Stories Under Stress

Drama Study

Thursday, January 1, 2009

January, 2009 - Television, more than any other medium, has the ability to provide citizens with a mirror, create social cohesion, and generate significant economic benefits through the production of local high-cost drama. Yet, at this time of economic crisis and market fragmentation, broadcasters around the world are increasingly seeking the least expensive programming available; placing well-told and culturally significant stories under stress.

As part of its global mission to further the rights of writers, the International Affiliation of Writers Guilds (IAWG) works to encourage and maintain distinct cultural identities in its members’ countries.

To provide its membership with a “cultural toolkit” for building and maintaining a vigorous environment for local television drama, the IAWG commissioned broadcasting specialist Peter S. Grant to prepare a comparative study of regulatory policies employed by English-language countries. The resulting paper, titled “Stories Under Stress: The Challenge for Indigenous Television Drama In English-Language Broadcast Markets” is available for downloading in PDF format.


"The creation of popular television drama, including scripted comedy, is coming under increasing stress as viewing becomes increasingly fragmented among television services around the world. Although TV drama is one of the most popular of television genres, it is also the most expensive to produce. In the United States, the economic model supporting TV drama is being forced to change in order to reflect the fragmentation of the over-the-air television audience due to cable and satellite subscription services, and the impact of new technologies such as personal video recorders, video streaming and downloading on the Internet, and mobile broadcasting devices.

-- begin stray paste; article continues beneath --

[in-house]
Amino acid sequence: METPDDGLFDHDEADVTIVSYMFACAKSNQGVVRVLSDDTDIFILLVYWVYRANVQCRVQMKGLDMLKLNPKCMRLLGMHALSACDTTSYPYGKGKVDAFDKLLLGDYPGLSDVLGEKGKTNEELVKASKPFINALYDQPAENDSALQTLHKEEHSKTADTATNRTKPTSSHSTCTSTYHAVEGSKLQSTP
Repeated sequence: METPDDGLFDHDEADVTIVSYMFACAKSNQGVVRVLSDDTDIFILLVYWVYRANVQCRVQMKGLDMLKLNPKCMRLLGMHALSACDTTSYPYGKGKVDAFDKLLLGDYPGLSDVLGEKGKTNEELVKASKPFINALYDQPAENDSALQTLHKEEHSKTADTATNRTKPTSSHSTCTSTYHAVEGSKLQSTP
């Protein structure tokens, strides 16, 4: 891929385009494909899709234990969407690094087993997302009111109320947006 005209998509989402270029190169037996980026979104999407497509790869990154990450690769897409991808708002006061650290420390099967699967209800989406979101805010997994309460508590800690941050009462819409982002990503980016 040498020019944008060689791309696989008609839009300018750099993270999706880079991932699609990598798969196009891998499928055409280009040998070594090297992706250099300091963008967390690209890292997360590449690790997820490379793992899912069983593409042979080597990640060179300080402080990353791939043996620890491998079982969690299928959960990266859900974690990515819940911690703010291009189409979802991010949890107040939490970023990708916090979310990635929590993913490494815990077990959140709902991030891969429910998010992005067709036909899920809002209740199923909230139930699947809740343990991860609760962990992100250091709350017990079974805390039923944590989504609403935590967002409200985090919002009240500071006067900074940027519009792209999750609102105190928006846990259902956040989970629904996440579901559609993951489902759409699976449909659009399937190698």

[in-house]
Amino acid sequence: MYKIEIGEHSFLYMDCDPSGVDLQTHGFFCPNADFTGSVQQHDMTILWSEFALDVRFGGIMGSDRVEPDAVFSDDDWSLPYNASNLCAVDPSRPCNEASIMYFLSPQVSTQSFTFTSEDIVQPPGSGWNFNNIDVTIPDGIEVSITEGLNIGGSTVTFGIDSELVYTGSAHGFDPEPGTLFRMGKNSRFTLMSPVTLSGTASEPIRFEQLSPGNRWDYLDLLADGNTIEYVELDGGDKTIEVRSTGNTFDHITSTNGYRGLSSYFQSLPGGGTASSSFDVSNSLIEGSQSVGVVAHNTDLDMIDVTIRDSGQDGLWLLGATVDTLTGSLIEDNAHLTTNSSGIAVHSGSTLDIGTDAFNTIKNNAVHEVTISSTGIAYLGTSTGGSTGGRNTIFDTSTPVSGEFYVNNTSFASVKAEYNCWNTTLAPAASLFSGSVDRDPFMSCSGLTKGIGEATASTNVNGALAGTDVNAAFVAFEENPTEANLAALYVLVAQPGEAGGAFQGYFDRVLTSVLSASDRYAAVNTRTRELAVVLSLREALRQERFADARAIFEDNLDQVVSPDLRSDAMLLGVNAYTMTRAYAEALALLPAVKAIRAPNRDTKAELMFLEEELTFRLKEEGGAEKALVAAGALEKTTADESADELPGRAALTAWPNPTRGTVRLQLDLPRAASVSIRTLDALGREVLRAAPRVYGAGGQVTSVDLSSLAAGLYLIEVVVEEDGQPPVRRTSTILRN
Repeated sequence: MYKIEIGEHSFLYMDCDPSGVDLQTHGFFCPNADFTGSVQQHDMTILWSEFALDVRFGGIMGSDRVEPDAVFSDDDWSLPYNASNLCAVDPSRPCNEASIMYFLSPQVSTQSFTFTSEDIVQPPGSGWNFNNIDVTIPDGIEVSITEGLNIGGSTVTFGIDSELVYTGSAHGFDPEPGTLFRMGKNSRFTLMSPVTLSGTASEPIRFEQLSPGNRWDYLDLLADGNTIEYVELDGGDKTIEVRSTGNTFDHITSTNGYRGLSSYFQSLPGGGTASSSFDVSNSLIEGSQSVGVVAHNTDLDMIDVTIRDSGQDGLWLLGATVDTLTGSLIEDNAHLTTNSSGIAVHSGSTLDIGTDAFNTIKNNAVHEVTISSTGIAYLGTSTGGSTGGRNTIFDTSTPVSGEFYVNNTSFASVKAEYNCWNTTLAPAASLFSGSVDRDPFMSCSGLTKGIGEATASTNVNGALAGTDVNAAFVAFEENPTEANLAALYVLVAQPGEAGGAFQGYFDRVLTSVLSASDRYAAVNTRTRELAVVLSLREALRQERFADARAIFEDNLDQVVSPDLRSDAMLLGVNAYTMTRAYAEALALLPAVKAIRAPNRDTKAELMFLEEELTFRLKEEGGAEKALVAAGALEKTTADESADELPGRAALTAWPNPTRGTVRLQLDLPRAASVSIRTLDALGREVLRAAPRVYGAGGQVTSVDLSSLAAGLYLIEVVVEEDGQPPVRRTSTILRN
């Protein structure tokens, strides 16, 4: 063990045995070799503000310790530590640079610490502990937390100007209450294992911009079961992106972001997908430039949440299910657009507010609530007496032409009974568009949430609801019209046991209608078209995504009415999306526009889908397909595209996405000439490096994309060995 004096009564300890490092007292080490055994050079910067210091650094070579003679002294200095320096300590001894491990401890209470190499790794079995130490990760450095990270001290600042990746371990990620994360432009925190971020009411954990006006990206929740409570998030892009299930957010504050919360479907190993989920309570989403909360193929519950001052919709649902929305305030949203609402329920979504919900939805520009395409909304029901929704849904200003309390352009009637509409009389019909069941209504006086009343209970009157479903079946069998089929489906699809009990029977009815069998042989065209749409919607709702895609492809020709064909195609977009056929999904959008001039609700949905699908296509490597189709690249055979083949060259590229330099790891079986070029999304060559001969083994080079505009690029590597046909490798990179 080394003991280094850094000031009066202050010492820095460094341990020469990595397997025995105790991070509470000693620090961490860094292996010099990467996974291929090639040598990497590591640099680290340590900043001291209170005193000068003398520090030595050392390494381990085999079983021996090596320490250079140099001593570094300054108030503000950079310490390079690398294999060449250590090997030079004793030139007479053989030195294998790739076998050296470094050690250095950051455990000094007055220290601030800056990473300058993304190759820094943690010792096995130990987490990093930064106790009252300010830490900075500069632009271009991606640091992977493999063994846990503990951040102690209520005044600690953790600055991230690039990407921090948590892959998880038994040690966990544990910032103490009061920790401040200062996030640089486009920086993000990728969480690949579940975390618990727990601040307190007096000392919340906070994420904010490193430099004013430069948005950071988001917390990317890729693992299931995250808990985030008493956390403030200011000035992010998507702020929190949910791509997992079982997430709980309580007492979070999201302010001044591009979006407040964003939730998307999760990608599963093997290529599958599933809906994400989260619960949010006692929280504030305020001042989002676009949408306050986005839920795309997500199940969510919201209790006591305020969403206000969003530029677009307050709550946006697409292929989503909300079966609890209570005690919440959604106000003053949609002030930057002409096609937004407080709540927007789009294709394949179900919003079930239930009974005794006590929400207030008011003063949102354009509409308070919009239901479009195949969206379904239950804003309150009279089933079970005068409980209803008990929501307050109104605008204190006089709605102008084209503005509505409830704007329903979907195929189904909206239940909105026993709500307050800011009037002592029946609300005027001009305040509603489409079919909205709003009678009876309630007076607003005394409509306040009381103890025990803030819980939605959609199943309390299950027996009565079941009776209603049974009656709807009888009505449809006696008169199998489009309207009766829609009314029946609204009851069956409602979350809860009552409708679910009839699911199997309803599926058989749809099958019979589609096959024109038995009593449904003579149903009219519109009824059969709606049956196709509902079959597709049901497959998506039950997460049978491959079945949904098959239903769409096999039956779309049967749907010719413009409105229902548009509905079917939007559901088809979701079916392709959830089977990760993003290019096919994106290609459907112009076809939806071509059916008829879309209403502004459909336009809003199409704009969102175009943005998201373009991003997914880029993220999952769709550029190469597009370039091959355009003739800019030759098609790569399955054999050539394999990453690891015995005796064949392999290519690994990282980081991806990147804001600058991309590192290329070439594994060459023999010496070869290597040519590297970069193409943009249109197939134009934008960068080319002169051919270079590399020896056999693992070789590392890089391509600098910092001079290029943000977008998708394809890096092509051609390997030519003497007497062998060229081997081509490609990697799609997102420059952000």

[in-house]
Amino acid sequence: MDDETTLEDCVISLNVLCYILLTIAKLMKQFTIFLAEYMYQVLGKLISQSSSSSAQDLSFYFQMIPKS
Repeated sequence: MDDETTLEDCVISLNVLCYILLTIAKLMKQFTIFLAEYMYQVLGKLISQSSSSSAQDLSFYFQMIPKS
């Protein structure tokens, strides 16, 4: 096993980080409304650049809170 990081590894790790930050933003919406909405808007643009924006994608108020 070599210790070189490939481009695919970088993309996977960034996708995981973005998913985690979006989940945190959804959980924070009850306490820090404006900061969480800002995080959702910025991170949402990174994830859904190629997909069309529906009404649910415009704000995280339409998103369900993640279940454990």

"These challenges to the economic model supporting TV drama were already evident by the summer of 2008. But they have been exacerbated by the financial crisis that hit the United States and other countries around the world in the fall of 2008. To the extent the ensuing recession results in reduced advertising expenditures from major advertisers, it will undoubtedly affect the ability of ad-reliant over-the-air TV broadcasters to support expensive programming like TV drama..."

To continue reading "Stories Under Stress", please click here to download a pdf copy of the study.


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